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After the IE9 patch, Lumension's Henry points to a TrueType font issue as the second most important item on the list. "There are three vulnerabilities here, the worst of which is a remote code execution," he said. "The problem is that this exploit renders at the kernel level. So if the bad guy can get that, particularly TrueType Font, and build it into an exploit, he can get root. So this is absolutely a high priority because it could be remote code executable."
"There is also a theoretical possibility that one can exploit this through third-party browsers or other third-party software," added Andrew Storms, director of security operations at nCircle.
Another patch is tied to Briefcase, a program that is no longer in wide use. "If you are using Briefcase, this should definitely be a concern," said Henry. "It's both ugly and critical, and it affects XP all the way through Windows 7. Briefcase allows you to sync files across your laptop and your desktop. But if you've mapped to a vulnerable or malicious briefcase, remote code could execute on the machine from which you have mapped."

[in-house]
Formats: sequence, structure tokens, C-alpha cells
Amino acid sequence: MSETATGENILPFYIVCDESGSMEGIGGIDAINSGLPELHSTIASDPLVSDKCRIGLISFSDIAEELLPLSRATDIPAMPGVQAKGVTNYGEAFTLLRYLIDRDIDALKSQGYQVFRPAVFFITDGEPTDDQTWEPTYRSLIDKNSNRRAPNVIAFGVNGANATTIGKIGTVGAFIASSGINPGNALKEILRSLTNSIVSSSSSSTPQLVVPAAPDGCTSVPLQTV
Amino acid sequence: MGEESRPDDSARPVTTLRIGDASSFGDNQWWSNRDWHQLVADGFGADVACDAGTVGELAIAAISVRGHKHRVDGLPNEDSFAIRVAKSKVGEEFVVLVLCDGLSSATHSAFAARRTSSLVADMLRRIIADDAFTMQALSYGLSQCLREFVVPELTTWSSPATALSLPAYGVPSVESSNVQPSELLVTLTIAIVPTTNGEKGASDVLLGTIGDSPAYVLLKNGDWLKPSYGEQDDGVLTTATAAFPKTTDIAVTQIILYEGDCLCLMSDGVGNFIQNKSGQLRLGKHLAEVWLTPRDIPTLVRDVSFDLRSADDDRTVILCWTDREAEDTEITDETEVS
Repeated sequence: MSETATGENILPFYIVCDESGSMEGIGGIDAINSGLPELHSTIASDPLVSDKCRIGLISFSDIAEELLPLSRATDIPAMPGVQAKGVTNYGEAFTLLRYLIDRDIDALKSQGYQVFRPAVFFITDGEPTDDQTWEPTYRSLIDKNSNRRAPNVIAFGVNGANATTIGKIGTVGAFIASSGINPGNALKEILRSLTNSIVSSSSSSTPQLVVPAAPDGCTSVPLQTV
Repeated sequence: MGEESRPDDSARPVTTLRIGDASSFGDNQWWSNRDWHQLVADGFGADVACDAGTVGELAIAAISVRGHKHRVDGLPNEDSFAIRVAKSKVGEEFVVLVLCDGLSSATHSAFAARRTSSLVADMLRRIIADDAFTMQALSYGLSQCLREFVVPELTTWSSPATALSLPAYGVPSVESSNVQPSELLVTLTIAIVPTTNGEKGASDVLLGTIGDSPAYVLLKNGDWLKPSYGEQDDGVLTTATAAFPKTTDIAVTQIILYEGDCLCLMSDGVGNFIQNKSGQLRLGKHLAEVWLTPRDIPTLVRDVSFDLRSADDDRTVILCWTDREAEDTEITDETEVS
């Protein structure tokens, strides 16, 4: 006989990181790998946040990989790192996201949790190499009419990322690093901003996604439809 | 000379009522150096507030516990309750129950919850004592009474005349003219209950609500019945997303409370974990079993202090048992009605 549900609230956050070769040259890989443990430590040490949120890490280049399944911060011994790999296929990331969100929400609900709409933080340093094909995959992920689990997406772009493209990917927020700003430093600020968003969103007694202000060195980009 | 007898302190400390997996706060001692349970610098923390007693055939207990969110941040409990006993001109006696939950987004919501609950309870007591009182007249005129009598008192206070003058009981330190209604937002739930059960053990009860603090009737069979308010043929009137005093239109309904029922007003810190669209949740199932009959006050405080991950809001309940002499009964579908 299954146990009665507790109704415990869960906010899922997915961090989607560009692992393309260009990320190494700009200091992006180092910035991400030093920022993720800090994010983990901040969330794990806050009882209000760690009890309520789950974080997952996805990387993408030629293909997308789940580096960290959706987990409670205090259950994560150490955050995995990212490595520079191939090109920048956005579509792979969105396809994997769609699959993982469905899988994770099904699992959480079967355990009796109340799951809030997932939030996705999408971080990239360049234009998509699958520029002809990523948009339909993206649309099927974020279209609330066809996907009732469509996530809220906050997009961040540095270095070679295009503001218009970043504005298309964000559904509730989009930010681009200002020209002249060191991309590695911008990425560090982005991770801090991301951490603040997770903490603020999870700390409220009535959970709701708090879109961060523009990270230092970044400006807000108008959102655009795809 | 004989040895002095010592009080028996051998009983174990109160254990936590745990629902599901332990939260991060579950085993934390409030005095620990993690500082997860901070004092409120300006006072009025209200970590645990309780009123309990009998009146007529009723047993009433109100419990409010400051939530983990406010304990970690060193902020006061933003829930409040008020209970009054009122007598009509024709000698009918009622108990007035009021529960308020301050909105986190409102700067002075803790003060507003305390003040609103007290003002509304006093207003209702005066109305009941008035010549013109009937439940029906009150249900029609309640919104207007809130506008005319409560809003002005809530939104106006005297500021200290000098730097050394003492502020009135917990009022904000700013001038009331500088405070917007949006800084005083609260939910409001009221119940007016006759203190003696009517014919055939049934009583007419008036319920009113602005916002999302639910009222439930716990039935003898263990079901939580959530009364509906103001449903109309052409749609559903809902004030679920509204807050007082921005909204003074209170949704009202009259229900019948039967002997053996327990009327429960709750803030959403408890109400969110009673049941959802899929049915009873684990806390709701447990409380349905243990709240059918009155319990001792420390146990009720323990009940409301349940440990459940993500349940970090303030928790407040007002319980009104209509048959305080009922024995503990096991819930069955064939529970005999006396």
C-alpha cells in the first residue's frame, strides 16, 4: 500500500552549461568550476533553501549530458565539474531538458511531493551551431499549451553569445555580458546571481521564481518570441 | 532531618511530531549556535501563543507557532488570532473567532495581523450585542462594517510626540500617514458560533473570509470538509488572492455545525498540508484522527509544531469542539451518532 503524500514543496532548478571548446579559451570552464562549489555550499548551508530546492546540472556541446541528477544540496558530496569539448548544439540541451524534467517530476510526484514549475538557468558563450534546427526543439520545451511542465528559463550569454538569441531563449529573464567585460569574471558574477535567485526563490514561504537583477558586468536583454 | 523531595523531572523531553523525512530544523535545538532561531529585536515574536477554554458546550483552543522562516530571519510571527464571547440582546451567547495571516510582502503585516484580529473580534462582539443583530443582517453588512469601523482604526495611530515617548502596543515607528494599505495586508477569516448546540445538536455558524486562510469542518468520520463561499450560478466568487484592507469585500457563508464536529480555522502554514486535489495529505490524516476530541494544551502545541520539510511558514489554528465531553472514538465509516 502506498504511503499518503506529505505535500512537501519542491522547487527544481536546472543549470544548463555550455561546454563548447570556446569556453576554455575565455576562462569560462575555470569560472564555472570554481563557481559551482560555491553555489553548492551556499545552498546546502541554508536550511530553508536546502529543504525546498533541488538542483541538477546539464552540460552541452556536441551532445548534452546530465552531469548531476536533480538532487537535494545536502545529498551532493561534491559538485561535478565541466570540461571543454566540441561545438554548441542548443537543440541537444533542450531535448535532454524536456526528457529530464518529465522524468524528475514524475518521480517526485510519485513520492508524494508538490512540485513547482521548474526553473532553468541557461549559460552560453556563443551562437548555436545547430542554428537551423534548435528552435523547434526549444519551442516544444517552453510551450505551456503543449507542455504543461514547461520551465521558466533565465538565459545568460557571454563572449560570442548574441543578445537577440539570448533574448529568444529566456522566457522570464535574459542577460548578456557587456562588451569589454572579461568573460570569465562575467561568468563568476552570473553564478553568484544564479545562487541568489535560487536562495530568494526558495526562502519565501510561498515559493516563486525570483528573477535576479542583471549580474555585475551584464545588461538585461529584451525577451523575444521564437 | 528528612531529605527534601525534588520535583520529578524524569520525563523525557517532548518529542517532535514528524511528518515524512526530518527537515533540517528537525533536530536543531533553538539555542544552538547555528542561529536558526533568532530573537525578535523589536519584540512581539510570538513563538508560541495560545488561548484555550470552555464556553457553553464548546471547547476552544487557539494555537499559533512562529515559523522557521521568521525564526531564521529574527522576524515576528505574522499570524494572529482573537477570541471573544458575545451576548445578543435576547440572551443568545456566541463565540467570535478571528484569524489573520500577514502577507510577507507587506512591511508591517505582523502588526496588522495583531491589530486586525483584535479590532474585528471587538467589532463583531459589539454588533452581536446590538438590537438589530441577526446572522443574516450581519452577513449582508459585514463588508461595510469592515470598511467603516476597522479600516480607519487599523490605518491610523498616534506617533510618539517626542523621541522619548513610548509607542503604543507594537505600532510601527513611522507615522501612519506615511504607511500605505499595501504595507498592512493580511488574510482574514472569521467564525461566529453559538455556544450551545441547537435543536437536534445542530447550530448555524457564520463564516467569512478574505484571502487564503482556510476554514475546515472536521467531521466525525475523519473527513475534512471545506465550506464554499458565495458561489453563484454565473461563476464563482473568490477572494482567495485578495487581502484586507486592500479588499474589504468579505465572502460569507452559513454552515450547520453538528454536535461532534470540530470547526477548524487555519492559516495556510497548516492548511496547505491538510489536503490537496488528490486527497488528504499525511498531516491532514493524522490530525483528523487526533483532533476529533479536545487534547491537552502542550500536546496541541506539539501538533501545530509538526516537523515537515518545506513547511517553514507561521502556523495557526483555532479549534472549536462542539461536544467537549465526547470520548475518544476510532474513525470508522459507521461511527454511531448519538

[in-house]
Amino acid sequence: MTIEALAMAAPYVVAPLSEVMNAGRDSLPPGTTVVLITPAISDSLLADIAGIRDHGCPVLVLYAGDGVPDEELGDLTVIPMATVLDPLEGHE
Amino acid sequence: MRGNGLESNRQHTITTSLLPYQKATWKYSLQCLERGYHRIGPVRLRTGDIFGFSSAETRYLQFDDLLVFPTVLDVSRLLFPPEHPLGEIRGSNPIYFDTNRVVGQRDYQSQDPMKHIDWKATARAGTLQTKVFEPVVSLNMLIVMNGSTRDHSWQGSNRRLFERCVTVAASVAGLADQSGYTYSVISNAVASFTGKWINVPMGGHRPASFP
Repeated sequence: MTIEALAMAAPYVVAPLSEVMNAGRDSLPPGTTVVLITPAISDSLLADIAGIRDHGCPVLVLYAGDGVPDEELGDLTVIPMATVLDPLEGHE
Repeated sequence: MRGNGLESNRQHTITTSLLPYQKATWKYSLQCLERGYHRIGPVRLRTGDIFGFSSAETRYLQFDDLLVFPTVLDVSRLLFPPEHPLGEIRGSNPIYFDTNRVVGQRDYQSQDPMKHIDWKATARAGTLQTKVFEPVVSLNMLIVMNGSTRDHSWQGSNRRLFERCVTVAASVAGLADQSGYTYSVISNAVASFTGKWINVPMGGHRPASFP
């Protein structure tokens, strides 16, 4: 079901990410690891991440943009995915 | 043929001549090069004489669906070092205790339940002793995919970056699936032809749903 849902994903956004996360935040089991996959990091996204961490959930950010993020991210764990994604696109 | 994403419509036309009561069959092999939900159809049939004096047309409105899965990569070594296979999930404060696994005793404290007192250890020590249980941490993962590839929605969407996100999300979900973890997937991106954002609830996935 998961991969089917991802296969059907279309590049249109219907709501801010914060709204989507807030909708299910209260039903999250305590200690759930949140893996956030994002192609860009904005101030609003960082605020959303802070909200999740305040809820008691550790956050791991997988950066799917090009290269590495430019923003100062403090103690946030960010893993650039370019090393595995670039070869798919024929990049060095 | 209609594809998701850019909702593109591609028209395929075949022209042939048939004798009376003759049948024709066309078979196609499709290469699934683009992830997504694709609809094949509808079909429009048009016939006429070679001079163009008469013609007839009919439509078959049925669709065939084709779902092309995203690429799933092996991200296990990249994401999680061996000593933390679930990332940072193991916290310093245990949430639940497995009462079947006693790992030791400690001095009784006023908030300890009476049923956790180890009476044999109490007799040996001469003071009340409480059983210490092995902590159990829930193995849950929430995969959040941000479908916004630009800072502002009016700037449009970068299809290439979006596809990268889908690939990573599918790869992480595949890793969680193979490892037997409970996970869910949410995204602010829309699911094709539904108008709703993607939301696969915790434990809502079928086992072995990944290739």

"The briefcase vulnerability is very difficult to execute," said Miller. "It's going to be a man-in-the-middle attack. They need to get somewhere on your network in order to gain access to this. But, Briefcase is not all that common anymore."
Other patches for November include protections against remote code executions in Windows Shell and .Net, as well as a fix to a potential information disclosure breach in Microsoft Internet Information Service (IIS).